PLEASE! If you see any mistakes, I'm 100% sure that I have wrongly identified some birds.
So please let me know on my guestbook at the bottom of the page
The Chinese Pond Heron (Ardeola bacchus) is an East Asian freshwater bird of the heron family, (Ardeidae).
It is one of six species of birds known as "pond herons" (genus Ardeola). It is parapatric (or nearly so) with the Indian pond heron (A. grayii) to the west and the Javan pond heron (A. speciosa) to the south, and these three are presumed to form a superspecies. As a group they are variously affiliated with the squacco heron (A. ralloides) or the Malagasy pond heron (A. idae). As of mid-2011 there are no published molecular analyses of pond heron interrelationships and osteological data is likewise not analyzed for all relevant comparison taxa.
Range map from www.oiseaux.net - Ornithological Portal Oiseaux.net
www.oiseaux.net is one of those MUST visit pages if you're in to bird watching. You can find just about everything there
Description and ecology
The Chinese pond heron is typically 47 cm long with white wings, a yellow bill with a black tip, yellow eyes and legs. Its overall colour is red, blue and white during breeding season, and greyish-brown and flecked with white at other times.
Length: 47 cm
Wingspan: 75 - 90 cm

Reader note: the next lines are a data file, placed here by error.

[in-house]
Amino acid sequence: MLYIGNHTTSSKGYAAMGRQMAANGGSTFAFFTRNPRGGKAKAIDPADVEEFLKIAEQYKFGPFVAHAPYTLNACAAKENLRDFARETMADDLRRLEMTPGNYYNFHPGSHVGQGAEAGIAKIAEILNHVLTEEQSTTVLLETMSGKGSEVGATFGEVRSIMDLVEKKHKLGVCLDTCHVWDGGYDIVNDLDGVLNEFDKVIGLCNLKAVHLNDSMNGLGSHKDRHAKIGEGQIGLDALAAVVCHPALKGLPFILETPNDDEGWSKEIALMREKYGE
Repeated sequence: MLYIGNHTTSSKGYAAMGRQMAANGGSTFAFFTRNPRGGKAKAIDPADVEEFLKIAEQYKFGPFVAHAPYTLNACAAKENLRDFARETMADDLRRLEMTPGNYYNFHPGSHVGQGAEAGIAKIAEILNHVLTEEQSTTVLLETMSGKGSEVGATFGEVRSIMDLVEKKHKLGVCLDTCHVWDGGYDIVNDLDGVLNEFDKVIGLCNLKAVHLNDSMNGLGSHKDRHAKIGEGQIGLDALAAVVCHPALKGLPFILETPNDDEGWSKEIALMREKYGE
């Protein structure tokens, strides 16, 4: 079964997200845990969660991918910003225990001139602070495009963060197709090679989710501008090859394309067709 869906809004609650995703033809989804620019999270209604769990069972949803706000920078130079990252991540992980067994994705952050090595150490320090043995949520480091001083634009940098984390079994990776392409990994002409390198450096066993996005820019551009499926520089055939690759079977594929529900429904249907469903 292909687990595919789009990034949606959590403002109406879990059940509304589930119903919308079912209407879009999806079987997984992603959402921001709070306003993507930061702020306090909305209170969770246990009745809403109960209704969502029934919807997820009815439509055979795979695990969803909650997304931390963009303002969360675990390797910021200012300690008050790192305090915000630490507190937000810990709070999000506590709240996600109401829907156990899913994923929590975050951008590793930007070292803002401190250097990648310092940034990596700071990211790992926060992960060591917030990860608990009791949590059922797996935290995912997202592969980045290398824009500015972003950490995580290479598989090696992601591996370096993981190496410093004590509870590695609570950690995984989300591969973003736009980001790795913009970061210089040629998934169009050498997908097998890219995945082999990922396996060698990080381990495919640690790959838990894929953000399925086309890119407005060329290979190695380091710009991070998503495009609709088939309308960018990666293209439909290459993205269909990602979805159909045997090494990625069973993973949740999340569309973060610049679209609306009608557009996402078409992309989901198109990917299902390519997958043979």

• Non-breeding adults are very similar to Indian Pond Heron and Javan Pond Heron, but they have darker backs and tips to primaries.
• In breeding plumage has darker head and upper breast than Javan Pond Heron and rufous crest plumes (not whitish buff). Javan Pond Heron is also shorter-winged, smaller-billed and smaller-bodied.
In non-breeding plumage has a darker back than Squacco Heron and lacks any black streaking on head and crest.
It is found in shallow fresh and salt water wetlands and ponds in China and adjacent temperate and subtropical East Asia. Essentially a lowland bird, its range is delimited by the subarctic regions in the north, and by the mountain ranges in the west and south.
The species is prone to some vagrancy. One individual in breeding plumage was seen by the river at Bonzon near Gangaw – just inside the Chin State of Burma – west of the species' usual range, on April 8, 1995. A stray bird stopping over on Saint Paul Island, Alaska on August 4–9, 1997 was the first recorded occurrence of this species in the United States.
Its food consists of insects, fish, and crustaceans. The Chinese pond heron often nests in mixed-species heronries. It lays a clutch of 3–6 blue-green eggs.